This month, the ACCC has published a report named the Digital Platform Services Inquiry – September 2021 Report on Market Dynamics and Consumer Choice Screens in Search Services and Web Browsers.
This comes shortly after the News Media Bargaining Code came into affect.
The report requests assistance from industry participants and ‘any other interested parties’ to ascertain views on:
“potential competition and consumer issues in the provision of web browsers and general search services to Australian consumers and in particular, the impact of default arrangements.”
It also requests views regarding choice screens.
What Is The ACCC?
The Australian Competition and Consumer Commission exists mainly to enforce the Competition and Consumer Act 2010, although it also operates with additional legislation.
Its M.O. is to promote competition and fair trading as well as regulate national infrastructure.
And it has its eye on Google.
What The ACCC Has Discovered So Far
The report revealed that Google has ‘substantial market power’ regarding the supply of general search services.
Google has held between 93-95% of the general search market share for the last twelve years.
In comparison, Bing holds 4% of the general search market share, whereas DuckDuckGo, Ecosia, and Startpage have less than 1%.
Google Pays For This Privilege
In 2019, Google was reported to be paying US$12 billion for the pleasure of being the default search engine on Apple Safari.
Considering that the ACCC estimates Apple Safari to be the most popular browser choice on mobile devices and the second most popular on desktop, you can see the financial incentives for Google to pay Apple such a considerable sum of money.
Google is also the default search engine on:
- Mozilla Firefox
- Samsung Internet
Compare Google’s 95% search engine market share to Bing’s 4%, and you get an even better picture of the power default settings have.
These findings were highlighted in the ACCC’s report.
What Is The Purpose Of The Report?
The European Commission Android Decision in 2018 and the US DOJ filing in 2020, which were both cited in the report, may best answer this question.
In 2018, the EC fined Google EU€4.34 billion for being in breach of antitrust rules:
Google both appealed this decision and committed to implementing changes such as:
Similarly, the US DOJ filed its own antitrust lawsuit in October 2020. The evidence they presented was similar to that of the European Commission:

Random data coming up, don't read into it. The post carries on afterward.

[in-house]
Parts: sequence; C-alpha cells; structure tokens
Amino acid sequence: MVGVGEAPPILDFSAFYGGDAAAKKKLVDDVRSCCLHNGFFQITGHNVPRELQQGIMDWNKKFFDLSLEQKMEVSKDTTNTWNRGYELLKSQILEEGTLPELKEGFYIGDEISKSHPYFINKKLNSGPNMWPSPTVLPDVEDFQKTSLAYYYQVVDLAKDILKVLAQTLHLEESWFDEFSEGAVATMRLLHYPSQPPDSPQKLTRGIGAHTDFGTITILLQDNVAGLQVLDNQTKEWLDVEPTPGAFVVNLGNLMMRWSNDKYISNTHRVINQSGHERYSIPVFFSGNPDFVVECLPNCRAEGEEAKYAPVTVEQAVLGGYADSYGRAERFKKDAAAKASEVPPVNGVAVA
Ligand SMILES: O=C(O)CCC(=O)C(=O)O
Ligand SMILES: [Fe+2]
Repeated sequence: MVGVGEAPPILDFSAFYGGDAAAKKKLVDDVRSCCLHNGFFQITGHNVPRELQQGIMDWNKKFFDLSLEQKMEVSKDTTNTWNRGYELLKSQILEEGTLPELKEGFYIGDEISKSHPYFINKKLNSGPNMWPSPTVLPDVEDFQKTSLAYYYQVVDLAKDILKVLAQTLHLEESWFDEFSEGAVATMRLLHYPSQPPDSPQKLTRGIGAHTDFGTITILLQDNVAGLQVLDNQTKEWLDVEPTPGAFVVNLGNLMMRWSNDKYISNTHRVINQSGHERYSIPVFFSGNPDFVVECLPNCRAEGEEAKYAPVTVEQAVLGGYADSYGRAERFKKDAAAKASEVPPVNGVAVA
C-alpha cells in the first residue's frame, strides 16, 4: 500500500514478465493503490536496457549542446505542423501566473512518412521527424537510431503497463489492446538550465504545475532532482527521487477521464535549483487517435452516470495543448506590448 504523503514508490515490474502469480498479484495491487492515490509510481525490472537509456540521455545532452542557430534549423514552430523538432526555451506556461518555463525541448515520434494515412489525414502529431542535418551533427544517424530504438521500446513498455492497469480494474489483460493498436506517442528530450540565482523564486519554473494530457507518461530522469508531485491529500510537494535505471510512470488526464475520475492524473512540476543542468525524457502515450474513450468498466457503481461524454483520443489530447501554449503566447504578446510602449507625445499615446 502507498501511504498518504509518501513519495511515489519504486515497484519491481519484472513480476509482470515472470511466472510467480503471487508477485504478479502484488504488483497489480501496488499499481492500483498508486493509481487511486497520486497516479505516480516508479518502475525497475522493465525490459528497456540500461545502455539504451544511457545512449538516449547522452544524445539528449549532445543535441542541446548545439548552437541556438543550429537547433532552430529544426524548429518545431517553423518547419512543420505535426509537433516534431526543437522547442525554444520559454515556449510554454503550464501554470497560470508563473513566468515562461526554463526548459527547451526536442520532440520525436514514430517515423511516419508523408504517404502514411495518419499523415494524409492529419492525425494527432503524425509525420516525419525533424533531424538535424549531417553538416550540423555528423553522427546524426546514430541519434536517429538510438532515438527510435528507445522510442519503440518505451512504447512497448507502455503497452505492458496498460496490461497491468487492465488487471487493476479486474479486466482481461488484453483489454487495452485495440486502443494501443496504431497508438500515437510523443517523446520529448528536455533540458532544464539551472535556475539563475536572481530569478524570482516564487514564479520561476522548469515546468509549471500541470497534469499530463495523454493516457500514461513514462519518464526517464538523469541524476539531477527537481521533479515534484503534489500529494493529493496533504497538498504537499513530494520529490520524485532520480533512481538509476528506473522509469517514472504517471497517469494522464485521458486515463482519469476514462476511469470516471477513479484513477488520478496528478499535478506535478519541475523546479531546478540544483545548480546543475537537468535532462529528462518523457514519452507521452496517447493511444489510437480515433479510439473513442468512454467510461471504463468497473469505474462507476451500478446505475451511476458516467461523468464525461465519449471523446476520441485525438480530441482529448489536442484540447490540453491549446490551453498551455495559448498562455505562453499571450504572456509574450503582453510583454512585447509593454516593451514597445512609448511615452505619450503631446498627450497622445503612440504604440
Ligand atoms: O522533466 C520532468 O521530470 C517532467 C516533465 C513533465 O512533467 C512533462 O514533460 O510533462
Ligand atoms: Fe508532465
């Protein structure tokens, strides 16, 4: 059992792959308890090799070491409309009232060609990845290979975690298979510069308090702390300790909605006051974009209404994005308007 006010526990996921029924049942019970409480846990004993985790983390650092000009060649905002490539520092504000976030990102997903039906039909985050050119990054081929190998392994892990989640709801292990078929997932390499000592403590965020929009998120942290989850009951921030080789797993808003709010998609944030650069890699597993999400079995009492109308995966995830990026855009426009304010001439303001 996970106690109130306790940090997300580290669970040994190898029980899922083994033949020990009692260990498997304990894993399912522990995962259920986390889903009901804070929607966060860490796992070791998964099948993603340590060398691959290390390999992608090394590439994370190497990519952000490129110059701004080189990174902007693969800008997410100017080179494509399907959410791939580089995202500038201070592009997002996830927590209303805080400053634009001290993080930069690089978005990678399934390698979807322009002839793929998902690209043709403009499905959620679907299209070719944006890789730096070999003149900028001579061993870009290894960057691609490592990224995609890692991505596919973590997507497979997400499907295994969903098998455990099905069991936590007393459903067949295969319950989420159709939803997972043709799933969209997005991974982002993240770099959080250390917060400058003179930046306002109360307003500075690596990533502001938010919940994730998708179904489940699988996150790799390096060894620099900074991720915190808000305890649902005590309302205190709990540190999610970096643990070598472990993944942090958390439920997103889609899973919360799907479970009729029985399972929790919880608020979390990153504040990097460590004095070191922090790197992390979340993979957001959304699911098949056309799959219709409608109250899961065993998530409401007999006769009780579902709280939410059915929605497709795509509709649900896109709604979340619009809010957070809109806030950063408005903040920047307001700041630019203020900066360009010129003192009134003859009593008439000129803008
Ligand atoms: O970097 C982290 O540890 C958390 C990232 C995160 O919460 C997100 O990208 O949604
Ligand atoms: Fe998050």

In 2019, Google announced a roll out of choice screens across Europe for new Android devices, asking Android users which search apps and browsers they want to use.
Choice screens offer users the option of four search providers, one of which is Google, and apply to search services rather than browsers.
Search engines must enter a bidding war every quarter and in every European country to be at the top of this list.
This was meant to give users more choice in their preset search preferences; however, even with this change, Google still holds the monopoly market share position, as evidenced by checks made by the ACCC in two European countries:
The ACCC report is seeking insights from participants into whether a similar choice screen roll out would be beneficial for Australia.
They are also interested in understanding:
Participants are only required to answer questions relevant to them and are also welcome to raise any points or issues not covered in the 28 questions.
What Will The Outcome Be?
Right now, the outcome of this report is unknown. Participants are requested to submit their responses by the 15th of April 2021. A report will be submitted to the Treasurer by the 30th of September 2021, and that report will then be released publicly.
What is clear is that Australia’s focus on Google is far from over.
Screenshots and information taken from the Digital Platform Services Inquiry – September 2021 Report on Market Dynamics and Consumer Choice Screens in Search Services and Web Browsers and the ACCC website.